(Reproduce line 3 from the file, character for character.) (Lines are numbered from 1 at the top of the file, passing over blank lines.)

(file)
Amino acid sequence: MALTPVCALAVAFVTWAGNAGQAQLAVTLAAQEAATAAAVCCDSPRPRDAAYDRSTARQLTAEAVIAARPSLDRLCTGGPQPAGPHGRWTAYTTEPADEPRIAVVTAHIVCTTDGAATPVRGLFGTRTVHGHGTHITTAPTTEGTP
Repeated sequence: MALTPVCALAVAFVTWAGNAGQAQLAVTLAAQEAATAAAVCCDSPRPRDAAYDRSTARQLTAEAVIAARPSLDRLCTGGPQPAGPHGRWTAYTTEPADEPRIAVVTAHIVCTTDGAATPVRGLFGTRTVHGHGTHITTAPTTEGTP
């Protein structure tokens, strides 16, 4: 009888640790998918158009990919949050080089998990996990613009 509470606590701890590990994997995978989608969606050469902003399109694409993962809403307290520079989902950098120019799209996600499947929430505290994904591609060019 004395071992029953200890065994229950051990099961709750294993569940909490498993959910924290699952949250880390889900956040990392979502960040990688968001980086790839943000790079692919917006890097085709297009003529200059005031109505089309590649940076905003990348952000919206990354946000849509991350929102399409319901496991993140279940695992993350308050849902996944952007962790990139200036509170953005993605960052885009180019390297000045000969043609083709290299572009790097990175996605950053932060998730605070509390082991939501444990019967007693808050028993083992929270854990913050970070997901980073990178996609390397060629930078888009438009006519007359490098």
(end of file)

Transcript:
């Protein structure tokens, strides 16, 4: 009888640790998918158009990919949050080089998990996990613009 509470606590701890590990994997995978989608969606050469902003399109694409993962809403307290520079989902950098120019799209996600499947929430505290994904591609060019 004395071992029953200890065994229950051990099961709750294993569940909490498993959910924290699952949250880390889900956040990392979502960040990688968001980086790839943000790079692919917006890097085709297009003529200059005031109505089309590649940076905003990348952000919206990354946000849509991350929102399409319901496991993140279940695992993350308050849902996944952007962790990139200036509170953005993605960052885009180019390297000045000969043609083709290299572009790097990175996605950053932060998730605070509390082991939501444990019967007693808050028993083992929270854990913050970070997901980073990178996609390397060629930078888009438009006519007359490098």